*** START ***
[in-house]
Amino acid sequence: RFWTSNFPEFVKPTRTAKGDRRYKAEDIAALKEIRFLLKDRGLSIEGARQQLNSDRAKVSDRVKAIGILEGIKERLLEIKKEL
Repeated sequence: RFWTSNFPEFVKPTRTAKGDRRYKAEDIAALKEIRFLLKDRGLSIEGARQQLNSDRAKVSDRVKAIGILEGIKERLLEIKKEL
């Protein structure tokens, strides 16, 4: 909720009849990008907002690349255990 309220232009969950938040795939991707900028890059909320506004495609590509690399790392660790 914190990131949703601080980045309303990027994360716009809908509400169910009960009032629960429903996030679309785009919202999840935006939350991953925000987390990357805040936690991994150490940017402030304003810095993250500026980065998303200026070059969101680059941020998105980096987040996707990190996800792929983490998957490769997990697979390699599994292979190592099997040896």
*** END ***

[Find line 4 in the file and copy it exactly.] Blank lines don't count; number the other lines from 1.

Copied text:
């Protein structure tokens, strides 16, 4: 909720009849990008907002690349255990 309220232009969950938040795939991707900028890059909320506004495609590509690399790392660790 914190990131949703601080980045309303990027994360716009809908509400169910009960009032629960429903996030679309785009919202999840935006939350991953925000987390990357805040936690991994150490940017402030304003810095993250500026980065998303200026070059969101680059941020998105980096987040996707990190996800792929983490998957490769997990697979390699599994292979190592099997040896």